Incidentally, before we begin in earnest, my book is available for pre-order here.

Is there any way to intervene usefully or meaningfully in public debate, in what the extremely online Twitter users are with gleeful irony calling the “discourse” of the present moment?

It has come to seem to me recently that this present moment must be to language something like what the Industrial Revolution was to textiles. A writer who works on the old system of production can spend days crafting a sentence, putting what feels like a worthy idea into language, only to find, once finished, that the internet has already produced countless sentences that are more or less just like it, even if these lack the same artisanal origin story that we imagine gives writing its soul. There is, it seems to me, no more place for writers and thinkers in our future than, since the nineteenth century, there has been for weavers.

This predicament is not confined to politics, and in fact engulfs all domains of human social existence. But it perhaps crystallizes most refractively in the case of politics, so we may as well start there.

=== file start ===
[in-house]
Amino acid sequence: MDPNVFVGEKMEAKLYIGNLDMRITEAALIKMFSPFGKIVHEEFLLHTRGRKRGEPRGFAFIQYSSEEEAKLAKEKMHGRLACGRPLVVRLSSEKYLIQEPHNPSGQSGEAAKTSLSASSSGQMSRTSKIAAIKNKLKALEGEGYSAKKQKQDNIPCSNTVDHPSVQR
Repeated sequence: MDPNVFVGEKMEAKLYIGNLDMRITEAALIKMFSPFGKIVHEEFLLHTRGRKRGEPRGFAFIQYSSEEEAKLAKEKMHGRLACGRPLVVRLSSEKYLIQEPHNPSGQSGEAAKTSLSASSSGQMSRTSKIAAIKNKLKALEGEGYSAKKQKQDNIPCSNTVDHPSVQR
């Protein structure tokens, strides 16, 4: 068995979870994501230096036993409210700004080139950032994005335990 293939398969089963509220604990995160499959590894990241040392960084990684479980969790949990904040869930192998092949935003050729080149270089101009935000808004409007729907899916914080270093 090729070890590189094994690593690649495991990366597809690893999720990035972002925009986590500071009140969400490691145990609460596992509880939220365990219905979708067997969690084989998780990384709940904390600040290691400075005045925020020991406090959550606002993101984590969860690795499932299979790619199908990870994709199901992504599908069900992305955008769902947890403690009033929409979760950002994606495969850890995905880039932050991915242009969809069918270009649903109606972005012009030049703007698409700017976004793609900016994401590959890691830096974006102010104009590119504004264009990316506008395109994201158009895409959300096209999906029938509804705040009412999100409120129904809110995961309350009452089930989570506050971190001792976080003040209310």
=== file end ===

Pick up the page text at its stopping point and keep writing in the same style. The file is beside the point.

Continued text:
There are memes circulating that are known as “bingo cards,” in which each square is filled with a typical statement or trait of a person who belongs to a given constituency, a mouth-breathing mom’s-basement-dwelling Reddit-using Men’s Rights Activist, for example, or, say, an unctuous white male ally of POC feminism. The idea is that within this grid there is an exhaustive and as it were a priori tabulation, deduced like Kant’s categories of the understanding, of all the possible moves a member of one of these groups might make, and whenever the poor sap tries to state his considered view, his opponent need only pull out the table and point to the corresponding box, thus revealing to him that it is not actually a considered view at all, but only an algorithmically predictable bit of output from the particular program he is running. The sap is sapped of his subjectivity, of his belief that he, properly speaking, has views at all.